Oppenheimer, J. Robert
As director of the atomic-energy research project at Los Alamos, N.Mex., from 1942 to 1945, Oppenheimer made important contributions to the development of atomic energy for military purposes. After the atomic bomb was used against Japan, Oppenheimer became one of the foremost proponents of civilian and international control of atomic energy; he was chairman of the general advisory committee of the U.S. Atomic Energy Commission from 1946 to 1952 and consultant to the American delegate to the UN Atomic Energy Committee. He opposed the development of the hydrogen bomb in 1949 on technical, financial, and moral grounds. In 1953, Oppenheimer was suspended by the Atomic Energy Commission as an alleged security risk, in part due to criticism from Edward Teller, who was instrumental in the hydrogen bomb's development. Oppenheimer's case stirred wide controversy. Declassified in 2014, transcripts of the secret hearings tend to exonerate him of any disloyality. In Oct., 1954, he was unanimously reelected director of the Institute for Advanced Study. In addition to his contributions as a theoretical physicist and an administrator, Oppenheimer achieved a reputation as one of the outstanding teachers of his generation; he left a lasting influence both at California and at Princeton. His book Science and the Common Understanding was published in 1954.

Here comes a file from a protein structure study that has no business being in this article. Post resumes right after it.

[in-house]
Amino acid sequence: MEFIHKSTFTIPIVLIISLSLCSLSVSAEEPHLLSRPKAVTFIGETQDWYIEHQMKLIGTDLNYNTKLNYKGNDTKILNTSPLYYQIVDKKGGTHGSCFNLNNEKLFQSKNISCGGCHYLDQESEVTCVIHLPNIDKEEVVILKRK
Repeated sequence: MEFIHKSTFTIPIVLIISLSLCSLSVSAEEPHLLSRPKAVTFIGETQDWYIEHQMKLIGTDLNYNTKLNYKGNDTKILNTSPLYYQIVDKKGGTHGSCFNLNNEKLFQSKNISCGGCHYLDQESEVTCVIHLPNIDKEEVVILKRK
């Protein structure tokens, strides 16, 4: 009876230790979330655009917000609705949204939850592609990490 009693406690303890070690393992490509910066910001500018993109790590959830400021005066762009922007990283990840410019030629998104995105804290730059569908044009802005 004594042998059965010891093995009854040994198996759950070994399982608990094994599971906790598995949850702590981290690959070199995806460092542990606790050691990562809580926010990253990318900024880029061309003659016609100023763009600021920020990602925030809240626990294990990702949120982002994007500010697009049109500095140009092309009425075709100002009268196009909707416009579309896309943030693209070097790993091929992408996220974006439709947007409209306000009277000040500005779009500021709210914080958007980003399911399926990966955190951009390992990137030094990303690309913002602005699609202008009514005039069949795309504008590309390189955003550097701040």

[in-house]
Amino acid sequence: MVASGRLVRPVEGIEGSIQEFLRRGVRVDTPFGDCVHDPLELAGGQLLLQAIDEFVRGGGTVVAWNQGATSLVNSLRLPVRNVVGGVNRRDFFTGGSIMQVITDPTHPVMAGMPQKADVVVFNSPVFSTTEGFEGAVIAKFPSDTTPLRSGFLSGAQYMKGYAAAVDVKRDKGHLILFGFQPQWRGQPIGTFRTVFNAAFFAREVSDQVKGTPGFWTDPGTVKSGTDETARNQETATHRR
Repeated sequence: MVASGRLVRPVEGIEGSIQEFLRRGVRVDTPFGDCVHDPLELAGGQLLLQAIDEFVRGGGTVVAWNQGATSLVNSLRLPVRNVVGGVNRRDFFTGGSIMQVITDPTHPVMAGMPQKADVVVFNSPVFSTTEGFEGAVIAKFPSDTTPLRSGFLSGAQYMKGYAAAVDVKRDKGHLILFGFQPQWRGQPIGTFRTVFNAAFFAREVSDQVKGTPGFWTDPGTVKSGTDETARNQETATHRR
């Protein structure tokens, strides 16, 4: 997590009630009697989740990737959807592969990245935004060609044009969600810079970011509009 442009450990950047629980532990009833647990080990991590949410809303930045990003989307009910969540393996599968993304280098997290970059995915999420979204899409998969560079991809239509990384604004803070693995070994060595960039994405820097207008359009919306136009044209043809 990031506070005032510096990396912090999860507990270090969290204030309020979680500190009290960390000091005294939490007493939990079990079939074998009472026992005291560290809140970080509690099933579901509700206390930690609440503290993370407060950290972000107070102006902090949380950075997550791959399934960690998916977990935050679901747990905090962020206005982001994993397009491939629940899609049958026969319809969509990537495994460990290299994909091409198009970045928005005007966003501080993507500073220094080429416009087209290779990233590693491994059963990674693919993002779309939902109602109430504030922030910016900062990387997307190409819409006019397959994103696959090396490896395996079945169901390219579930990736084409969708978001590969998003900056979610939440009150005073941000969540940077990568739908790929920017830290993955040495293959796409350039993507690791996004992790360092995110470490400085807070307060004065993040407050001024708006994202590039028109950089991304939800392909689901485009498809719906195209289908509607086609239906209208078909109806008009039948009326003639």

See I. I. Rabi et al., Oppenheimer (1969); J. Major, The Oppenheimer Hearing (1971); P. M. Stern and H. P. Green, The Oppenheimer Case (1971); P. Goodchild, J. Robert Oppenheimer: Shatterer of Worlds (1985); G. Herken, Brotherhood of the Bomb (2002); J. Bernstein, Oppenheimer: Portrait of an Enigma (2004); K. Bird and M. J. Sherwin, American Prometheus: The Triumph and Tragedy of J. Robert Oppenheimer (2005); D. C. Cassidy, J. Robert Oppenheimer and the American Century (2005); P. J. McMillan, The Ruin of J. Robert Oppenheimer (2005); R. Monk, Robert Oppenheimer: A Life Inside the Center (2013).
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